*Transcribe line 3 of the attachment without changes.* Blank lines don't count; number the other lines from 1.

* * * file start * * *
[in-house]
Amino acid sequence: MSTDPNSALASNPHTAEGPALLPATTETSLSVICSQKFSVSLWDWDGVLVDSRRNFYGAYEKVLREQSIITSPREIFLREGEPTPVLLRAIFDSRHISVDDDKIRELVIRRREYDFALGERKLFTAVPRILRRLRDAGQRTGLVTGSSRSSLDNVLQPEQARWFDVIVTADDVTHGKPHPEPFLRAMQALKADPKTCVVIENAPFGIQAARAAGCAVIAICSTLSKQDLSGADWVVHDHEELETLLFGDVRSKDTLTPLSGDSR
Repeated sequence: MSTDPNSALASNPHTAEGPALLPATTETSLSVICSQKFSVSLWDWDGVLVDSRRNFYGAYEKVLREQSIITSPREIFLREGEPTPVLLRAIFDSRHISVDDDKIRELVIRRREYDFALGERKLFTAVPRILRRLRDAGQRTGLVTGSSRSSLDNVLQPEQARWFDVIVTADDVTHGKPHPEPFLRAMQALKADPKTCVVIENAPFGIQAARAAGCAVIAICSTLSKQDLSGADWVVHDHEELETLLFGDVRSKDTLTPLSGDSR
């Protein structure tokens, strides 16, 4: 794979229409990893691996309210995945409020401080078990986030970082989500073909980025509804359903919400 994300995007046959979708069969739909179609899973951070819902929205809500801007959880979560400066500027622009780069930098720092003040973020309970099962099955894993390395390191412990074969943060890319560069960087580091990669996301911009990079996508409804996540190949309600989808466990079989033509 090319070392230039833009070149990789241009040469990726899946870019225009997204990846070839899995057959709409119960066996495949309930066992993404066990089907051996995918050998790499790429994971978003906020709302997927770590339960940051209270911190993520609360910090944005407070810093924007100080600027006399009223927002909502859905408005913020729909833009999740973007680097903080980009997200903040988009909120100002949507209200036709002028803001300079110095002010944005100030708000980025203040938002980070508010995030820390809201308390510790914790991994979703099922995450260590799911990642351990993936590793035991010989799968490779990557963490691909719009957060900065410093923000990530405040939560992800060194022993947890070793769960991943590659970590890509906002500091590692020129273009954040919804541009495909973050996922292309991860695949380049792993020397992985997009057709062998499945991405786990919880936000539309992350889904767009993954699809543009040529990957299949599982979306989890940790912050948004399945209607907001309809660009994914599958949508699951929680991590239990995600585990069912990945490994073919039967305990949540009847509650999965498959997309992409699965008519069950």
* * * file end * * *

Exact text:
Repeated sequence: MSTDPNSALASNPHTAEGPALLPATTETSLSVICSQKFSVSLWDWDGVLVDSRRNFYGAYEKVLREQSIITSPREIFLREGEPTPVLLRAIFDSRHISVDDDKIRELVIRRREYDFALGERKLFTAVPRILRRLRDAGQRTGLVTGSSRSSLDNVLQPEQARWFDVIVTADDVTHGKPHPEPFLRAMQALKADPKTCVVIENAPFGIQAARAAGCAVIAICSTLSKQDLSGADWVVHDHEELETLLFGDVRSKDTLTPLSGDSR